Artisan Trail Network: Ever Expanding, Evolving & Engaging

    Artisans Center of Virginia

    $7,866.50

    Back of the Dragon

    Tazewell County

    $5,000

    Bike the Valley Marketing Program

    Central Shenandoah Planning District Commission

    $12,500

    Biplanes and Triplanes

    Military Aviation Museum

    $5,000

    Birthplace of Country Music – Marketing Campaign for 90th Anniversary of the 1927 Bristol Sessions

    Birthplace of Country Music

    $25,000

    Blue Ridge Root to Table

    Nibblins LLC

    $25,000

    Cape Charles Art Soaked Weekends: July 2017

    Experimental Film Virginia

    $5,000

    Celebrating Virginia in NYC with Richmond Ballet

    Richmond Ballet

    $13,232

    Create Your Own Story in Wytheville, Virginia

    Wytheville Convention & Visitors Bureau

    $25,000

    Damascus, Crossing Paths

    Town of Damascus

    $5,000

    Danville Pittsylvania County Tourism Advisory Committee

    Danville-Pittsylvania County Chamber of Commerce

    $25,000

    Discover Bristol Marketing Initiative

    Bristol Convention & Visitors Bureau

    $25,000

    Discover the Birthplace of American Wine: Revamping of Brand Identity and Online Presence.

    Monticello Wine Trail

    $5,000

    Discover Virginia’s Romantic Blue Ridge Whisky Wine Loop – “Where Mountains, Wine & Adventure meet

    Discover Shenandoah

    $2,500

    Downtown Blacksburg – 2017 Campaign

    Downtown Blacksburg, Inc.

    $4,500

    Experience Appomattox

    Appomattox County Chamber of Commerce

    $4,500

    Experience Russell

    Russell County Tourism

    $5,000

    Fairfax County Interactive Rich Media Advertising Campaign

    Visit Fairfax

    $12,500

    Farm-to-Fork in Luray & Page County

    Luray-Page County Chamber of Commerce

    $25,000

    Get Outside and Play “in the Burg”

    Back Home on the Farm

    $12,448.50

    Glass Arts Conference/Spring Marketing

    Chrysler Museum of Art

    $14,317

    Hampton Roads Sports Commission

    Hampton Roads Sports Commission

    $5,000

    Key to the City

    Visit Alexandria

    $25,000

    Kick Up Your Heels

    Virginia Highlands Festival

    $9,350

    Lex It Up!

    Rockbridge Area Tourism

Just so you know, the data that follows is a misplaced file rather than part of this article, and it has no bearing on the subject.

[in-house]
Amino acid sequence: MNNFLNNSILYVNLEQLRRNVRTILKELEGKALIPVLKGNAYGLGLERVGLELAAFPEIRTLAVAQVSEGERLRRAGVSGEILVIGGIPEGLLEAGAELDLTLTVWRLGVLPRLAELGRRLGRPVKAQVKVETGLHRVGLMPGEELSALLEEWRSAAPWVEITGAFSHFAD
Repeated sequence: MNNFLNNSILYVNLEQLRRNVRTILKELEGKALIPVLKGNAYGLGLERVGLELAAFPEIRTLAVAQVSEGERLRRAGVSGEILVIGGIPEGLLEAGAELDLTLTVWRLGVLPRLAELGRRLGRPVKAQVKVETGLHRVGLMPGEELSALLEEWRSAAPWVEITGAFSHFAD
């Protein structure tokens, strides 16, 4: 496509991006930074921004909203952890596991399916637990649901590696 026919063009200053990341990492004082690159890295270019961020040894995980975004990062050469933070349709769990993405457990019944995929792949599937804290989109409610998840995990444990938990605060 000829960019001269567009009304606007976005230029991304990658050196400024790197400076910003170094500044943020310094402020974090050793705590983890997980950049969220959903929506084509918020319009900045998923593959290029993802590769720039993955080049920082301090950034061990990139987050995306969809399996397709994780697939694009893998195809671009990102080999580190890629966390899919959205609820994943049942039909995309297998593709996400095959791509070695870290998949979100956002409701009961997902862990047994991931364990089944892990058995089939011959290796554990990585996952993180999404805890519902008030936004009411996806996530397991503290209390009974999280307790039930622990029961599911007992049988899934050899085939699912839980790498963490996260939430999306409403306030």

$23,000.50

    Marketing the 40th Anniversary of the Richmond Marathon

    Metropolitan Richmond Sports Backers

    $25,000

    Martinsville Speedway

    Martinsville Speedway

    $25,000

    Music Lovers Weekend Getaway Package

    Shenandoah Valley Music Festival, Inc.

    $5,000

    Newport News Craft Beer Tourism Program

    Economic Development Authority of the City of Newport News, Virginia

    $5,000

    NVVC 2017 Canada Program

    Visit Loudoun

    $9,375

    Olde Towne Portsmouth Summer Arts Promotion

    Olde Towne Business Association

    $2,250

    Richmond Beer Trail Marketing Campaign – Spring 2017

    Richmond Region Tourism

    $5,583

    Roanoke River Blueway Promotion

    Roanoke Valley - Alleghany Regional Commission

    $5,000

    Shenandoah Valley Wine Trail Magazine

    Shen. Valley Wine Growers Assn.

    $7,500

    Showcasing the Blue Ridge Parkway

    Primland

    $25,000

    Simply Panache Getaways

    Mango Mangeaux, LLC

    $5,000

    Southwest Virginia Outdoor Expo

    Heartwood

    $5,000

    Southwest Virginia: “A Different Side of Virginia” Multimedia Marketing and Branding Initiative

    Friends of Southwest Virginia

    $25,000

    Spartan Race

    Infinity Downs

    $17,500

    SquirreLee University Marketing Initiative

    Stratford Hall

    $4,976

    Starr Hill Brewery IPA JamBEERee & Hop On Tour Promotions

    Starr Hill Brewery

    $14,932.50

    The Breaks: Centuries of Struggle

    Breaks Interstate Park

    $15,500

    The Crooked Road Visitor Guide 2017

    The Crooked Road

    $13,100

    The Perfect Getaway ... Is Not So Far Away

    Northern Neck Tourism Commission

    $5,000

    The Year of Discovery